2. Research on the LIBs Property of TiO2-Based Anodes

2.1. Different Structures

Different structures usually exhibit unique performance based on their surface and structural properties. Thus, various morphologies of TiO2 have been synthesized to obtain superior electrochemical properties.

2.1.1. One-Dimensional Nanostructures

One-dimensional (1D) nanostructures including nanorods, nanoneedles, nanotubes, nanofibers, and nanowires could serve as an electron express way along the axial direction for electron collection due to a shorter collection time for the efficient electron transportation [31, 32]. For example, single-crystalline TiO2 nanowires have an electron mobility of ~1 cm2 V−1 s−1, nearly 1-2 orders higher than that of polycrystalline nanoparticles [33, 34]. Thus, 1D nanostructure is conductive to shorten the diffusion length for electrons and lithium, increase the electrode/electrolyte interfacial area, and accommodate volume changes arising from the lithium ion insertion/extraction process [35]. Moreover, due to the unique structural flexibility, 1D material with good mechanical properties has potential in various binder-free and flexible electronics and photonics [3638].

1D TiO2 with different nanostructure (Figure 4) including nanotubes, nanofibers, and nanorods has been designed for high performance anodes in LIBs. The significance of 1D TiO2 on battery performance was demonstrated by several groups. Tammawat and Meethong reported that anatase TiO2 nanofiber anodes were directly used as an anode active material in LIBs without an additive or a binder. The nanofibers exhibited a high lithium storage capacity, a stable cycle life, and good rate capability [39]. The enhanced reversible capacity and cycling performance of the anatase TiO2 nanofibers are attributed to the large surface area of the nanofibers, small nanocrystalline size, large Li nonstoichiometric parameters, and the increased electronic conductivity. Armstrong et al. prepared TiO2 nanowires; these unique structures gave a higher capacity of 305 mA h g−1 compared to 240 mA h g−1 of bulk TiO2 [4042]. The enhanced capacity closely related to the good electronic conductivity and large surface area. Wei et al. reported a highly ordered anodic TiO2 nanotube arrays with a tube length of 9 mm. These nanofibers exhibited significantly better microbattery performance (i.e., areal capacities, rate capability, and cycling stability) than both previously TiO2-based electrodes and other 3D microbattery electrodes. They suggested that the enhanced performance depends strongly on the long range ordering and crystallinity of the nanotube structures [18]. Wang et al. prepared a hybrid Li ion capacitor based on TiO2 nanobelt array and graphene hydrogels cathode. It is found that the densities of the capacitor can reach an energy density of 21 W h kg−1 and a high power density of 19 kW kg−1 [43]. The above studies also show that self-ordered 1D nanoarchitectures grown directly on a current collector are helpful to have a regularly oriented property and good contact with the current collector, enhancing the lithium ionic and electrical conductivities. Designing 1D structure is an effective way to improve the Li storage properties of TiO2.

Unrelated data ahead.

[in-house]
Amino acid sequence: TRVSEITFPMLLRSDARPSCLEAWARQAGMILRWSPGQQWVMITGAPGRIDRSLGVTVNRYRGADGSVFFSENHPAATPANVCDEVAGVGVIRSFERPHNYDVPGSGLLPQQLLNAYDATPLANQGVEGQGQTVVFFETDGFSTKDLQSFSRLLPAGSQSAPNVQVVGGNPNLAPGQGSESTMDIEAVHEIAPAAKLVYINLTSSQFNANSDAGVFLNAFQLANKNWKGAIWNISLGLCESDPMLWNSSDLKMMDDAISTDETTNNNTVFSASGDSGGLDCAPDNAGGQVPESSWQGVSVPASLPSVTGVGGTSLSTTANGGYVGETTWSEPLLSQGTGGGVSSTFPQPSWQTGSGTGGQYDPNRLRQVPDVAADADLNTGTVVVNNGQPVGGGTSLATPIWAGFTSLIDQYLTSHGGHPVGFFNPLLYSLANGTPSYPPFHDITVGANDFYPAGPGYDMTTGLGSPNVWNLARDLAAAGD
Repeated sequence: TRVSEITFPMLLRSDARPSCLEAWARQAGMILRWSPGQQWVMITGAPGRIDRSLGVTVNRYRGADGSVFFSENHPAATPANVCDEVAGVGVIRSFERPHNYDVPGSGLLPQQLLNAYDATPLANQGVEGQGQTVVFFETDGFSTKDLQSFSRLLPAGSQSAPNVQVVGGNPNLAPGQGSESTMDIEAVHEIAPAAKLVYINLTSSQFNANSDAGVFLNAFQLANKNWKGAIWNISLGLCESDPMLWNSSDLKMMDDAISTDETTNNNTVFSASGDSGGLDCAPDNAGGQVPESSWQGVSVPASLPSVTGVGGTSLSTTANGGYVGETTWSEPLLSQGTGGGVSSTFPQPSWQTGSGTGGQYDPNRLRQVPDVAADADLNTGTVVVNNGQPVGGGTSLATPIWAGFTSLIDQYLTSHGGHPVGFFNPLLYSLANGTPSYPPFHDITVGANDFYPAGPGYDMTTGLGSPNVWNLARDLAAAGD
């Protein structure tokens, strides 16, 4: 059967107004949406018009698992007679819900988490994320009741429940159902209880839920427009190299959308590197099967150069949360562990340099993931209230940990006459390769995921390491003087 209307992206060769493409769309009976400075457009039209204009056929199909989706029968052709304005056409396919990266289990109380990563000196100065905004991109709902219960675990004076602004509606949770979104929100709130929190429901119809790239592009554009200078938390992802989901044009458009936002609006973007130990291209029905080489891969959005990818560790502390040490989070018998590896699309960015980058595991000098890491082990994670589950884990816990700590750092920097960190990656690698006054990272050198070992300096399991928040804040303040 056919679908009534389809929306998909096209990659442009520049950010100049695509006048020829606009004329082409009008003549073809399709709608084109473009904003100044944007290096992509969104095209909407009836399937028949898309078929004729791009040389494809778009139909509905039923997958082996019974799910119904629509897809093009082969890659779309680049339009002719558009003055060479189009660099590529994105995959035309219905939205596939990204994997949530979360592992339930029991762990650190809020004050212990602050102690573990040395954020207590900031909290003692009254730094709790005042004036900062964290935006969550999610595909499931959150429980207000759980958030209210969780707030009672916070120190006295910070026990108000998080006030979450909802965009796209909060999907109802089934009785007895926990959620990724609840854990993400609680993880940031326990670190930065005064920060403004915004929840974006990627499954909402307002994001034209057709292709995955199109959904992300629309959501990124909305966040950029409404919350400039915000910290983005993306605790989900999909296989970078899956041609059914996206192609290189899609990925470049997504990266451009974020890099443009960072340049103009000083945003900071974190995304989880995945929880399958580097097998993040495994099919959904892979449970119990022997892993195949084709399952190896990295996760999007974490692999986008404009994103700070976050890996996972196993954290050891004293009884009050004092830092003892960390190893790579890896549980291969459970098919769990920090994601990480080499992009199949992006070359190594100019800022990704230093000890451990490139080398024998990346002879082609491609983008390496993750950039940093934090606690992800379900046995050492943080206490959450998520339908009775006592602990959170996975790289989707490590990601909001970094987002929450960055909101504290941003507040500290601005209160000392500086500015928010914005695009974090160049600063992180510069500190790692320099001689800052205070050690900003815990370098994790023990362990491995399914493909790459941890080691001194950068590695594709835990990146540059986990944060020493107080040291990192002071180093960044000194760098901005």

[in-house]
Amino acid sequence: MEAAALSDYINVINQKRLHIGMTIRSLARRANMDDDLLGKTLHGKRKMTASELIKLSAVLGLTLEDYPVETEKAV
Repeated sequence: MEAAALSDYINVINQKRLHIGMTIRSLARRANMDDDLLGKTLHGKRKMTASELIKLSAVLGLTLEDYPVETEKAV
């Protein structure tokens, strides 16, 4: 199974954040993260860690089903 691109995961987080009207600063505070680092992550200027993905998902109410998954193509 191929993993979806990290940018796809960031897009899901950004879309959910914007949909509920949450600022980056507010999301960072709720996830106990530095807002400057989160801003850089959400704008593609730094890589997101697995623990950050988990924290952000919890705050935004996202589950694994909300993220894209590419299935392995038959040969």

Figure 4: SEM images of different kinds of 1D TiO2 nanostructures. Thin wall TiO2 nanotubes ((a) and (b)), nanofibers (c), and nanorods (d). Reprinted from [18, 38, 44].
2.1.2. Two-Dimensional Structure